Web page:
Food Security Campaign

Food Security by the Numbers

Nearly one billion people are hungry and another two billion people suffer from life threatening disease related to under nutrition and contamination of pesticides. At the same time, 1.4 billion people are overweight, and nearly half of our global food supply is wasted. Our Food Security campaign challenges policies that have led to this crisis, namely those subsidizing industrial food and agriculture systems.

Organic Agriculture, by requiring few, low-cost inputs, enhancing local biodiversity, and providing a premium return on investment, is a system that empowers farmers to restore and uphold food security. In particular, Organic Agriculture helps by: 

- Increasing and stabilizing yields over the long-term, particularly on marginal lands. -

- Battling poverty through reducing debt and increasing returns on labor invested. 
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- Providing diversified, healthy and nutritious food for farming families and communities. -

Click below to find out more about how Organic Agriculture can contribute to food security: 

Organic Agriculture & Food Security Fact Sheet

Activities

Through targeted activities during the meeting of the Committee on World Food Security, the IFAD Governing Council, at the FAO Conference and related summits and conferences and by taking up the Zero Hunger Challenge, we bring Organic Agriculture to the heart of the debate on how to nourish the world.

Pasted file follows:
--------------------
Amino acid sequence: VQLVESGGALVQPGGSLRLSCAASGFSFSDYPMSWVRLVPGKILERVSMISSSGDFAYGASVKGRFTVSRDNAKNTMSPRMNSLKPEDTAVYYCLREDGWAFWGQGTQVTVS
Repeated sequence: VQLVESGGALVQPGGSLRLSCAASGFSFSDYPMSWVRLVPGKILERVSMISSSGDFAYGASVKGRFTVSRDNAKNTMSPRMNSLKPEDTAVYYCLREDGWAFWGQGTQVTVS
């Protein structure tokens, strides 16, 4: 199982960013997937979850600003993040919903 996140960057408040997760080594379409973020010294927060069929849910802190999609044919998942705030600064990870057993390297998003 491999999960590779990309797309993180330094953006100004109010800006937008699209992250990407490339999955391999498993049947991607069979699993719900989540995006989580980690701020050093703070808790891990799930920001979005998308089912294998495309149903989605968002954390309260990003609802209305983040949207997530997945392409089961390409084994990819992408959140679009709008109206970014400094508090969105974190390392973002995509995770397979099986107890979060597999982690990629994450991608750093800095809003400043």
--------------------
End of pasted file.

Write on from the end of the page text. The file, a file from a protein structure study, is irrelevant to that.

Organic Agriculture contributes to Zero Hunger

According to the FAO, if just one-fourth of the food lost or wasted globally by the current food production system could be saved, it would be enough to nourish the over 800 million hungry people in the world. 

IFOAM - Organics International believes that hunger can be eliminated in our lifetimes. This is why we have joined governments and organizations in their efforts and commitments to support UN Zero Hunger Challenge. Find out more here.

Highlights

"And the soil started to breath again..."

This short documentary shows how a small farming community in South India decided to switch from their decades old practice of chemical agriculture to organic farming.

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